It’s easy to dismiss the hype around millennials. Baby boomers look upon this young, bright-eyed cohort like it’s from another planet — when it’s really comprised, for the most part, of boomers’ kids.
“No one likes being shown up by a younger person, particularly when that person works for you,” says international executive, intergenerational management expert, and boomer Scott Vollero. “But it’s important to remember that millennials and boomers share many common experiences. We’re not talking about two isolated cultures that just met for the first time.”
That said, there’s plenty that millennials and boomers don’t agree on. More importantly, the two generations do have distinct MOs. They talk, think, and work differently than prior generations. For boomer and Gen X executives, it’s critical to understand how to leverage those differences — or risk losing out on top talent in an increasingly competitive labor market.
So, let’s face facts: you’re going to hire millennials soon. You probably have already. You need to manage them effectively. Here’s what to keep in mind.
Millennials Want Purpose
Most millennials have probably never heard of The Purpose-Driven Life, and many probably wouldn’t agree with its teachings. But, whether they know it or not, millennials do seek purpose. If you make one concession to your burgeoning millennial workforce, it should involve revamping your corporate brand and mission around a clear-cut set of values couched in an expansive, positive vision — a higher purpose, if you will.
Micro-Management Is Still Out, But So Is the Blank Check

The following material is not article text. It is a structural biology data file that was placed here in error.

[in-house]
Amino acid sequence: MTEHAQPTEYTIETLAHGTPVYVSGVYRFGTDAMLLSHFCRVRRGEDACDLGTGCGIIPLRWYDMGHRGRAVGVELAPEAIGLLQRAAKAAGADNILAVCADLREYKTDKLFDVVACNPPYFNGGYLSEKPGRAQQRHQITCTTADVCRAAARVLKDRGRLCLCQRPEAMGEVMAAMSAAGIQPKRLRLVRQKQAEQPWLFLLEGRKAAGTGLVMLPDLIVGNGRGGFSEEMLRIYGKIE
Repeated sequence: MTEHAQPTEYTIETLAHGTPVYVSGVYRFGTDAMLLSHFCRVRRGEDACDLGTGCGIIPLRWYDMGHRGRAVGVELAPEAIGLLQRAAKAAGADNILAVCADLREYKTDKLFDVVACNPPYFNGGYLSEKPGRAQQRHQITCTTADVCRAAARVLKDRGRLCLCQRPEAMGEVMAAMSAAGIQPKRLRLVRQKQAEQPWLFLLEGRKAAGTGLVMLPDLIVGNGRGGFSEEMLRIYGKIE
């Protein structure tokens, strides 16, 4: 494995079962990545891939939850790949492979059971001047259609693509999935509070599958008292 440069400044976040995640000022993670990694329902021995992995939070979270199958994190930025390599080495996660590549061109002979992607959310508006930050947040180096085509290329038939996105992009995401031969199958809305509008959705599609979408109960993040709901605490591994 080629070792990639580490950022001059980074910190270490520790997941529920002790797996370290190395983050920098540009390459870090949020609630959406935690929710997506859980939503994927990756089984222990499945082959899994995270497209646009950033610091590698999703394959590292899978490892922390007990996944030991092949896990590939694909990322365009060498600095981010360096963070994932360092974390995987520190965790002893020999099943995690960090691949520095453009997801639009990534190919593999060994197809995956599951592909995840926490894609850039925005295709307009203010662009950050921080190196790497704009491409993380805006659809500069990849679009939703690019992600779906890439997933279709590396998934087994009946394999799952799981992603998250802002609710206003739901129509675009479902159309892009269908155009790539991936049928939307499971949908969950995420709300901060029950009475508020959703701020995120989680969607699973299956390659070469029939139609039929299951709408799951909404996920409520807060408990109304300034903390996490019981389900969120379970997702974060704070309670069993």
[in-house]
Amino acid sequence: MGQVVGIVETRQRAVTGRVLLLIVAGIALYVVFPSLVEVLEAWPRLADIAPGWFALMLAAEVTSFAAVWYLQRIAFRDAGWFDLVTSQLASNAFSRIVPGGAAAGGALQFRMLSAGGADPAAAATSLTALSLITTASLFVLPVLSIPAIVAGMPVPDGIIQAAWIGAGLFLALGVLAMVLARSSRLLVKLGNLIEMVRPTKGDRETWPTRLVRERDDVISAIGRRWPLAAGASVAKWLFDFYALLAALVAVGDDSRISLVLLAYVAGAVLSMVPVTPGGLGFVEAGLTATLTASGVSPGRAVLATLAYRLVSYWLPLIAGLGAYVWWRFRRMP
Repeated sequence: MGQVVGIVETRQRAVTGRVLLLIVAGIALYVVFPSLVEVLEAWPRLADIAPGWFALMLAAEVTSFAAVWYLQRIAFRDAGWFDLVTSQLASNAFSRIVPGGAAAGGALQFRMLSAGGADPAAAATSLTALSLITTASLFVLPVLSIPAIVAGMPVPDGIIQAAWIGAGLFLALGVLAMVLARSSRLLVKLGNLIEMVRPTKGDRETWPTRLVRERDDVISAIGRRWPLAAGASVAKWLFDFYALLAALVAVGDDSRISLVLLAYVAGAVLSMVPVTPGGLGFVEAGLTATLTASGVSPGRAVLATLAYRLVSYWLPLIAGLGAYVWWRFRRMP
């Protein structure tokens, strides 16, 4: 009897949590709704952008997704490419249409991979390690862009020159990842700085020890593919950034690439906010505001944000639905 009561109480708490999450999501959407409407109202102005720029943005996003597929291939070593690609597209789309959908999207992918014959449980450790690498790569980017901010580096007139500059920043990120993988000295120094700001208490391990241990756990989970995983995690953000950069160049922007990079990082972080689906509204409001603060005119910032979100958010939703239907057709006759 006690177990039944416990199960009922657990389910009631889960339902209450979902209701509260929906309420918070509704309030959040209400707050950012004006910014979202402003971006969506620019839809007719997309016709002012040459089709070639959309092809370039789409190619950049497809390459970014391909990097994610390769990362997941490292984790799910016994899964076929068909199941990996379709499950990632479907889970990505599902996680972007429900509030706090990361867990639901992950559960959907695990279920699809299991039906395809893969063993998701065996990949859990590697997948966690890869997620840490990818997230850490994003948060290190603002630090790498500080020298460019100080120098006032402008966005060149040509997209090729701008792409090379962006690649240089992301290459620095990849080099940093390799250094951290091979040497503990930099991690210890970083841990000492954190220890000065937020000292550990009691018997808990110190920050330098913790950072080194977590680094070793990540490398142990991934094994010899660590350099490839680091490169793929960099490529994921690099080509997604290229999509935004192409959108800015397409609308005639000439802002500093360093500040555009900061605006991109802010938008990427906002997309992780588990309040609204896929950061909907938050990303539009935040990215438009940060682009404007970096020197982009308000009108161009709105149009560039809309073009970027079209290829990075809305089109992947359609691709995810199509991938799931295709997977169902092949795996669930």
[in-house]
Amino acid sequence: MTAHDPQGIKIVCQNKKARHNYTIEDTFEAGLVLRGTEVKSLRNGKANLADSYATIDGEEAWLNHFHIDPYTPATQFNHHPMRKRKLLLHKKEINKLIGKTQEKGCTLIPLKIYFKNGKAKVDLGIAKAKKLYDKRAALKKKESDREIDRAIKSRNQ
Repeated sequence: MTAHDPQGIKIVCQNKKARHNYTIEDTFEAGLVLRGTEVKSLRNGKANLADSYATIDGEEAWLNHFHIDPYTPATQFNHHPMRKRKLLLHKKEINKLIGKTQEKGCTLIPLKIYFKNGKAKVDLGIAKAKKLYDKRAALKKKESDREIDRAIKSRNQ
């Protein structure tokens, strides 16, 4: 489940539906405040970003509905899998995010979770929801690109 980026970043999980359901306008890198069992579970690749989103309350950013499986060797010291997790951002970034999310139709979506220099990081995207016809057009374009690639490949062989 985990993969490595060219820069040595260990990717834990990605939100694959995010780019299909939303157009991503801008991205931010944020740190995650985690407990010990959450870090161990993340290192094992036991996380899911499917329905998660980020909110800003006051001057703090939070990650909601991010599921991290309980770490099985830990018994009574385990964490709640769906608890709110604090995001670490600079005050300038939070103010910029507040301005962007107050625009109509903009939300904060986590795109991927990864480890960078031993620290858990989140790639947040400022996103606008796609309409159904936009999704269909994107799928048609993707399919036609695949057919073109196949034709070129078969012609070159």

No one likes to be micro-managed, even fresh-faced millennials who may or may not still be living in their parents’ basements. But millennials tend to be more tolerant of bosses who unapologetically and regularly give marching orders and feedback. They don’t so much want to be told what to do as how they’re doing (and what they can do to improve). In other words, you might have to turn your annual performance review into a monthly or weekly affair.
Perks, Not Dollars
According to Huffington Post contributor Stefanie O’Connell, millennials expect to be compensated fairly for their work. But they also expect a host of softer perks and lifestyle amenities that more traditional employers aren’t used to providing: work-from-home flexibility, in-office “hangout” areas, generous family leave policies, and the like. Employers that provide such perks are more likely to attract and retain millennials — who are, after all, the future of every business — than employers that stubbornly refuse to give into the culture shift.
Which Way to the Top?
Millennials are fickle. They’re not fond of organizations that lack sufficient opportunities for advancement. If your company isn’t growing, watch out — your millennial employees aren’t likely to stick around to find out what happens next.
Actions Speak Louder Than Words
It’s no surprise that a values-driven cohort prefers honest leaders who lead by example and don’t jump at the first opportunity to excuse their failings. In millennials’ eyes, the rules apply to everyone, even those at the very top. The moment you get complacent and start cutting corners is the moment you lose your millennial employees’ trust.
How do you manage millennials at your company?